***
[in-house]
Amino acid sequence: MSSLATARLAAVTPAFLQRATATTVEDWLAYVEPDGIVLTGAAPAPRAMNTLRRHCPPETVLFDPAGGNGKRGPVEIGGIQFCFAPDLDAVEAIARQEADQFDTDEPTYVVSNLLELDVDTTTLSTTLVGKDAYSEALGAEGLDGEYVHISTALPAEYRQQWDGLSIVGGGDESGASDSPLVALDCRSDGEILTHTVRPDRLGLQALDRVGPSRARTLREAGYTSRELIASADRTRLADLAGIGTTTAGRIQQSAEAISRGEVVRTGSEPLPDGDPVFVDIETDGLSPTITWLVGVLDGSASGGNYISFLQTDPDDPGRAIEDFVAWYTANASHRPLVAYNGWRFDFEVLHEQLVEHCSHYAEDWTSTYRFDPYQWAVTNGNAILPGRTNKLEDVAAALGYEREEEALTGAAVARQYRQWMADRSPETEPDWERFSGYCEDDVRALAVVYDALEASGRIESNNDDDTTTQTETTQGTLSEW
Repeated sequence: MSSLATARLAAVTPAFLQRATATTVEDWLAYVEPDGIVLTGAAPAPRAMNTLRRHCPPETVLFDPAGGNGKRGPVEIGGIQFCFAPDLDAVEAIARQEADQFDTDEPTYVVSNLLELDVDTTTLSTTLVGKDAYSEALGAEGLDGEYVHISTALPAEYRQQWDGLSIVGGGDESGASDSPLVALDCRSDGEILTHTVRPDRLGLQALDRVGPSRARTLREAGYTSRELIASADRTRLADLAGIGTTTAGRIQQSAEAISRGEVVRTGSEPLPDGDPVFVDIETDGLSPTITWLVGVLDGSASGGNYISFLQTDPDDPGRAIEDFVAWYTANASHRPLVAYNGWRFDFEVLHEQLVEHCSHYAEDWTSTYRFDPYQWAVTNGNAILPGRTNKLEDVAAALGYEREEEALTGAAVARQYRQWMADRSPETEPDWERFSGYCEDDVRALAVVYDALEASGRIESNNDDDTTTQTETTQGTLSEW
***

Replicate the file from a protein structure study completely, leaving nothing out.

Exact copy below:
[in-house]
Amino acid sequence: MSSLATARLAAVTPAFLQRATATTVEDWLAYVEPDGIVLTGAAPAPRAMNTLRRHCPPETVLFDPAGGNGKRGPVEIGGIQFCFAPDLDAVEAIARQEADQFDTDEPTYVVSNLLELDVDTTTLSTTLVGKDAYSEALGAEGLDGEYVHISTALPAEYRQQWDGLSIVGGGDESGASDSPLVALDCRSDGEILTHTVRPDRLGLQALDRVGPSRARTLREAGYTSRELIASADRTRLADLAGIGTTTAGRIQQSAEAISRGEVVRTGSEPLPDGDPVFVDIETDGLSPTITWLVGVLDGSASGGNYISFLQTDPDDPGRAIEDFVAWYTANASHRPLVAYNGWRFDFEVLHEQLVEHCSHYAEDWTSTYRFDPYQWAVTNGNAILPGRTNKLEDVAAALGYEREEEALTGAAVARQYRQWMADRSPETEPDWERFSGYCEDDVRALAVVYDALEASGRIESNNDDDTTTQTETTQGTLSEW
Repeated sequence: MSSLATARLAAVTPAFLQRATATTVEDWLAYVEPDGIVLTGAAPAPRAMNTLRRHCPPETVLFDPAGGNGKRGPVEIGGIQFCFAPDLDAVEAIARQEADQFDTDEPTYVVSNLLELDVDTTTLSTTLVGKDAYSEALGAEGLDGEYVHISTALPAEYRQQWDGLSIVGGGDESGASDSPLVALDCRSDGEILTHTVRPDRLGLQALDRVGPSRARTLREAGYTSRELIASADRTRLADLAGIGTTTAGRIQQSAEAISRGEVVRTGSEPLPDGDPVFVDIETDGLSPTITWLVGVLDGSASGGNYISFLQTDPDDPGRAIEDFVAWYTANASHRPLVAYNGWRFDFEVLHEQLVEHCSHYAEDWTSTYRFDPYQWAVTNGNAILPGRTNKLEDVAAALGYEREEEALTGAAVARQYRQWMADRSPETEPDWERFSGYCEDDVRALAVVYDALEASGRIESNNDDDTTTQTETTQGTLSEW